For fine artist Kate MacDowell the “real” world impact of contemporary society on the environment is the inspiration behind much of her work to date. Kate actively responds to environmental stressors—climactic change and toxic exposure—while providing nature’s creatures with anthropomorphic qualities for protection and survival from man-made threats. (Assisted Living details, above).
Kate MacDowell recently completed her new piece, “Assisted Living,” (13×11.5×7). Well-articulated piece, featuring great narrative detail. I caught up with Kate to ask her questions about Erasure and her latest porcelain piece.
mM : Please talk about the duality of human features intermingled with the bird of prey : what provoked your initial thoughts about your new piece, assisted living?
KATE : I was thinking about how the California Condor was brought back from the brink of extinction (22 birds left in the wild) by a captive breeding program in which the first egg from a pair was removed from the nest and hand raised by biologists wearing condor hand puppets. I wanted to make a piece which emphasized the “hands on” nature of this approach, and how sometimes species preservation depends on such laborious egg by egg care-taking. (Assisted Living details, above).
mM : Please share some of your favorite inspirations?
I often start with a case study related to an environmental tragedy, but this was a case study related to the beginning of a success story, which was refreshing. (Black Bat, above).
mM : How has the Erasure feature cover been received?
KATE : Well, they are also featuring different works of mine on 2 (or possibly 3) single CD covers designed by Tom Hingston. You can see an interview with the Art Director on the Erasure site here. (see Oct. 21st)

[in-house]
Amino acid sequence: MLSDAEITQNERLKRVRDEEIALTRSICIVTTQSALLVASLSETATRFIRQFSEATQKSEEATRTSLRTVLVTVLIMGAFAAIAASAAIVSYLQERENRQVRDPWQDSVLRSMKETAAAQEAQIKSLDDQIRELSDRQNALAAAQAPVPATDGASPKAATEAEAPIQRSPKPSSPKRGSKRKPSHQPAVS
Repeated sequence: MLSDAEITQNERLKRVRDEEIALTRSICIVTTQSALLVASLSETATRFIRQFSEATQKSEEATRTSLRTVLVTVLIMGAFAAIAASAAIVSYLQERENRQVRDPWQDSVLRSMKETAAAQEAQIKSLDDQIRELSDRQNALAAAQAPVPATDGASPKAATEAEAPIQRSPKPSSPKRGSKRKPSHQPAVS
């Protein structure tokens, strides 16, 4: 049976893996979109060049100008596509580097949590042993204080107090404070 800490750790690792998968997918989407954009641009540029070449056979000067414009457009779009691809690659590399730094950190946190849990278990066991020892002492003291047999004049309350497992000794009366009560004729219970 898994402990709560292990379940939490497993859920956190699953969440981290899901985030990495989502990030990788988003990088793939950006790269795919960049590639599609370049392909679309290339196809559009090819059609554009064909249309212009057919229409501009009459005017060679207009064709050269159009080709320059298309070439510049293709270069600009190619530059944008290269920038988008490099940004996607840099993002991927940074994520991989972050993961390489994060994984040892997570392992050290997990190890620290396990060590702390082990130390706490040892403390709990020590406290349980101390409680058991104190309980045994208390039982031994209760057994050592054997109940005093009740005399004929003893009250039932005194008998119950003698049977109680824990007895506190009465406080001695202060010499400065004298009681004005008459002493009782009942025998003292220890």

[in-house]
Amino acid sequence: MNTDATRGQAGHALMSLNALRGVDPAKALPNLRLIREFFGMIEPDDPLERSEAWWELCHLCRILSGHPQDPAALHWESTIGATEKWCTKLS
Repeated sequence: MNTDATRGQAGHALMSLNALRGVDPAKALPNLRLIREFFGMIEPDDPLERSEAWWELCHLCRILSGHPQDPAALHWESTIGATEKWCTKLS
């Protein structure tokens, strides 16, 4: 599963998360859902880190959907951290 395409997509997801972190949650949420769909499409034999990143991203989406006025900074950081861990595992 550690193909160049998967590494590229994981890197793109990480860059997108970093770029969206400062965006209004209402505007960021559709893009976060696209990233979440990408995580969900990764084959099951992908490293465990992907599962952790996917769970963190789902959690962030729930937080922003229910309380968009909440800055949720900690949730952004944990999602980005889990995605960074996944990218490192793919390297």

KATE : ” Where did the idea for the ‘Tomorrow’s World’ cover come from?
Paul A. Taylor – ….. We discussed ideas such as having realism within the art and second look peculiarities that brought a depth of beauty with a touch of unease about it. Andy also kept coming back to having a heart involved somehow, but in a more realistic way than we have had before. This is what I took to Tom and I will now hand over to Tom for him to say how he put together the next set of ideas for us to go through.
Tom Hingston - For us it was about taking really strong iconography (in this case the heart) and then twisting or perverting it in some way. For a while now, I’ve been a fan of Kate McDowell’s beautiful, twisted sculptures – and this seemed like a perfect opportunity to collaborate. So we created this imaginary heart that revealed another world inside, but a world that suggested something fantastic or magical, using butterflies, birds and flowers. I like the idea that by creating a layered image the viewer would continue to explore or discover hidden elements within the composition. Ultimately it was about making something that felt iconic but multi-dimensional at the same time. (Video here).